Elizabeth: That’s right. Add to that that you can discern the competitive products that are at that customer also. You might want a displacement campaign or know that the competitive product is on the ween and you can go in and take share.
Benjamin: When you’re trying to identify which individual customers, not necessarily who the ideal customer is, but who’s ready to buy now or who’s ripe for a sales call, what are the signals that you look at to support your sales team or figure out who is the hot lead?
Elizabeth: Well, generally the first step is that a company will profile the technology in a company of the wins and losses that they’ve had historically. They do that and as a first step with our data and then they can take that profile and match it against the companies that are in the target market. They’re matching against ideal customers. And then on top of that, with our spend information, you can make sure that the budget’s there. You don’t want to be selling into a company that doesn’t have a level of spend that you know is necessary to buy your product. It’s a very rich set of information that can make your sales efforts extremely effective.
Benjamin: Elizabeth, tell me about how technology intelligence supports real time revenue generation. What are some of the ways that you can use this to actually decide what are the leads you need to reach out to?
Elizabeth: Yeah. With the information that we have and the insights that we provide, you can evaluate which prospects you should talk to as a high priority based on, say, the budget, the spend that they’ve got, and whether it’s at the level that you need or perhaps when the contract is expiring that they’ve got with a competitor and you can start talking to them a few months before so that they know who you are and you have a much better chance of really closing that account.
Benjamin: I think that that’s the summary of the power of technology intelligence is A, at the executive level, at the fundraising level, how big is our market? B, when we’re thinking about which markets to go after and how we’re going to segment that, you get a rich set of data and understand where there is saturation. You also understand what the ideal customer profile from a technology perspective is. And then lastly, when you’re talking about real time revenue generation, you understand when prospects are most likely to buy based on some of their existing buying habits and some of the contracts that may or may not be running out.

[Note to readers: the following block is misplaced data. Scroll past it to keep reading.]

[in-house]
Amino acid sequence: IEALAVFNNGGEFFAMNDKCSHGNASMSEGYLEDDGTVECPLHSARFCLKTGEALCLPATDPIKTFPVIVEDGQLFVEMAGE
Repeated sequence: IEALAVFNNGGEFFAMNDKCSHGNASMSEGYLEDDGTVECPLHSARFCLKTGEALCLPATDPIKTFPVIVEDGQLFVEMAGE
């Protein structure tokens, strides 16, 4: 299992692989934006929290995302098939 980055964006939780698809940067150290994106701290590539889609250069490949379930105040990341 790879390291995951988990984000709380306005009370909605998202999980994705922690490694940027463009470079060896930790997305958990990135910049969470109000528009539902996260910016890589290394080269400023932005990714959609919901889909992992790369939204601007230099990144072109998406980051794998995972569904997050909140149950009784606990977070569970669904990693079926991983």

Elizabeth: I’ve got some great ROI stats from our customers and I look at a company like Tegile who’s been using our product for a number of years, and they quote a 49% increase in the revenue that’s been generated from the target accounts where they use technology intelligence to go in and sell to those accounts. I mean, that’s a huge jump.
Benjamin: I’ll take a 49% lift in revenue.
Elizabeth: Yeah, me too.
Benjamin: I wouldn’t be upset about it. Okay. We’ve talked a little bit about what technology intelligence is. We’ve talked about what are some of the questions that it can answer, and tomorrow we’re going to get into a little bit more detail about how it can support both the overlap between marketing and sales. That wraps up this episode of the MarTech podcast. Thanks to Elizabeth Cholawsky for joining us. If you’d like to hear more of Elizabeth’s insights into how you can use technology intelligence, we’re publishing episodes every day this week, so hit the subscribe button in your podcast app and check back with us tomorrow when we talk about how technology intelligence can support the overlap between marketing and sales.
Benjamin: If you can’t wait until our next episode and you’d like to get in touch with Elizabeth, you can find a link to her LinkedIn profile in our show notes. You can also find a link to HG Insights’ LinkedIn profile as well. You can contact her on Twitter. Her handle is Echolawsky, E-C-H-O-L-A-W-S-K-Y, or you can visit her company’s website, which is HGinsights.com.